China's Installed Power Capacity Exceeds
600 GWs in 2006
Jan 12, 2007 Asia Pulse Data Source
China's power generating capacity rose 20.3 percent
from 2005 to 622 gigawatts last year, said the China
Electricity Council (CEC) on Thursday.
China produced 2,834.4 billion kilowatt-hour in 2006,
up 13.5 percent from a year ago and consumed 2,824.8
billion kw-hour with a year-on-year growth of 14 percent.
China's power supply tension was further relieved in 2006, according to the
circular released by the CEC, the industrial association
of China's electricity enterprises.
China's coal-fired power installed capacity rose by
23.7 percent from a year ago to 484 gws in 2006, while
the installed capacity of hydropower was up 9.5 percent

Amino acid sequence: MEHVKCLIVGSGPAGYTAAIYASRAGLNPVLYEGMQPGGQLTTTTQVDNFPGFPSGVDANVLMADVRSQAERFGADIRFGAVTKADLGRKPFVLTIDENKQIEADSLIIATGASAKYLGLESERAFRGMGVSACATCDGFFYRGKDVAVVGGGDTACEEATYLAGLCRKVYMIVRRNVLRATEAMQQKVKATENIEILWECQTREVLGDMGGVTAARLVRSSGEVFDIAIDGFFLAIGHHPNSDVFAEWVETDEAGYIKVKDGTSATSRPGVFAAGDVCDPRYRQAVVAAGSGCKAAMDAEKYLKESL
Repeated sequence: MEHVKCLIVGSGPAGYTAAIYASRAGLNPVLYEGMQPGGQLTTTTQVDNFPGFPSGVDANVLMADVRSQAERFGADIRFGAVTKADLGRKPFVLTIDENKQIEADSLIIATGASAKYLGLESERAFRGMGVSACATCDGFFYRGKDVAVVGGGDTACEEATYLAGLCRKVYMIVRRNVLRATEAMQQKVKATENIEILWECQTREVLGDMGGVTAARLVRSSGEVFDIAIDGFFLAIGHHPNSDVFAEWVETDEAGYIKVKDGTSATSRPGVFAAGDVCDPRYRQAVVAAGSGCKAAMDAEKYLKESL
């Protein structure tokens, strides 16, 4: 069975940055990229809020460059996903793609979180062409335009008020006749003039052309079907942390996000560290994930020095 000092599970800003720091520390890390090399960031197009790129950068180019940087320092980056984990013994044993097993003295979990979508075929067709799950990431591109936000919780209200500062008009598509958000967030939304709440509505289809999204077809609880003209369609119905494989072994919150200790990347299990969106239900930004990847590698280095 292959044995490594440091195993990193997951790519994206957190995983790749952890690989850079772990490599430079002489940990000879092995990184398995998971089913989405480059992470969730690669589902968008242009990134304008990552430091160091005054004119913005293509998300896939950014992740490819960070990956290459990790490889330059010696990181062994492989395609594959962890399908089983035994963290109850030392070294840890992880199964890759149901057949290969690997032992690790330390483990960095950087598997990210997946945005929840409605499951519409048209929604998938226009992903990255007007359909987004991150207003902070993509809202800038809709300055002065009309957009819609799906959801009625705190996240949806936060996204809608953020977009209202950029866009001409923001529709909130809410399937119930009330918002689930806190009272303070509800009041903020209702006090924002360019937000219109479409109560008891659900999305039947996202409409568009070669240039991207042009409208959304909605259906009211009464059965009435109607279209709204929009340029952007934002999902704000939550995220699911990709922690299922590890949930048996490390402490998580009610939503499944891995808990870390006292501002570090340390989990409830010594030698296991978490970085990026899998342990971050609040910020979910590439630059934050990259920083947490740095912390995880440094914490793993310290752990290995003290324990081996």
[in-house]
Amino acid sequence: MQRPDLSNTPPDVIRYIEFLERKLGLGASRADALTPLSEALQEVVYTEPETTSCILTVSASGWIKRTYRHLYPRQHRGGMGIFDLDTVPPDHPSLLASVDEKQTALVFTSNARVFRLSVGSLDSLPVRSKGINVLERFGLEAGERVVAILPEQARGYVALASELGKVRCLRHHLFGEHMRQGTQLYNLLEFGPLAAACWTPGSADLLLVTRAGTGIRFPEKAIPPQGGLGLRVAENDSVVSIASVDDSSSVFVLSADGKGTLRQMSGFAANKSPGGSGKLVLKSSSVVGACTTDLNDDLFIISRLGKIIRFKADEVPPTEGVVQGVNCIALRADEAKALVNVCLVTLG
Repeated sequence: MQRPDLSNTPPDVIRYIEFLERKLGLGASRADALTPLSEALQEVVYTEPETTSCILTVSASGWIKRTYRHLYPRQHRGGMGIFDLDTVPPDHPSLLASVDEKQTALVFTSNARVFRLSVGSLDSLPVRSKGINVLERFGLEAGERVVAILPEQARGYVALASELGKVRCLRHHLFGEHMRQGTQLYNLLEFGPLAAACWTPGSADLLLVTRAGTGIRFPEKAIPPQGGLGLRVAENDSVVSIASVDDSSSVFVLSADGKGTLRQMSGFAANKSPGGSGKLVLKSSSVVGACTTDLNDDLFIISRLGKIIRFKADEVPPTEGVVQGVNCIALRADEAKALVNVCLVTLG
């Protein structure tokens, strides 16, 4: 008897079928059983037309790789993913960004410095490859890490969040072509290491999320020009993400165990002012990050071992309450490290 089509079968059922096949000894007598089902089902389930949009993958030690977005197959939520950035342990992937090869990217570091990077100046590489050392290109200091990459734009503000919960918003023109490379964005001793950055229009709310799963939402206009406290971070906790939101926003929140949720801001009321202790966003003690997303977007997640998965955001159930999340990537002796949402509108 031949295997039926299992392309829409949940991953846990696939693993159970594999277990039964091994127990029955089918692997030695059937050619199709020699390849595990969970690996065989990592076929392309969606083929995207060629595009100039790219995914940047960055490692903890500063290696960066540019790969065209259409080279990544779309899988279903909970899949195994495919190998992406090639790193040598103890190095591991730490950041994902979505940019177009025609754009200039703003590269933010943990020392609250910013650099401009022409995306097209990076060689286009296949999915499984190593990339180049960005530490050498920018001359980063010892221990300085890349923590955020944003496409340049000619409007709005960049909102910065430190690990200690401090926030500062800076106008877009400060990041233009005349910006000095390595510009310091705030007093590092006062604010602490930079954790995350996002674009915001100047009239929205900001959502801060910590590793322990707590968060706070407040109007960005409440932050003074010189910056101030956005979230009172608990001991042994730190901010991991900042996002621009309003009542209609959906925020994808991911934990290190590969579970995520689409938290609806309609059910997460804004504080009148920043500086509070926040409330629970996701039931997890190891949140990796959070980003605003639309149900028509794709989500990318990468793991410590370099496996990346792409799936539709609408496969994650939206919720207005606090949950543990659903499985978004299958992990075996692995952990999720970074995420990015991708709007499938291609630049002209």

to 128.6 gws.
The proportion of coal-fired power in the total installed
capacity of China rose by 2.15 percent in 2005 with
hydropower down 2.03 percent, making the country's power
supply structure more unbalanced, said the CEC.
North China's Inner Mongolian Autonomous Region, southwestern
Yunnan Province and Shandong Province were the top three
provinces whose installed capacity rose by over 30 percent
The manufacturing sector remains the top power consumer
of the country, with its total power consumption rising
14.3 percent to 2,135.4 billion kw-hour in 2006.
The heavy industry consumed 1,702.1 billion kw-hour
with a year-on-year growth of 15.4 percent. The growth
is 0.14 percent lower than in 2005.
Power consumption of the light industry rose by 11.9
percent to 413.3 billion kw-hour. The growth is 1.87
percent higher than a year ago.
The service sector consumed 282.2 billion kw-hour,
up 11.8 percent from 2005, while power consumption by
households rose by 14.7 percent to 324 billion kw-hour.
China's GDP growth continued to grow at around 10 percent
in 2006. The government has been striving to turn the
investment- and trade-driven economy to a more sustainable
model that would be less greedy for energy.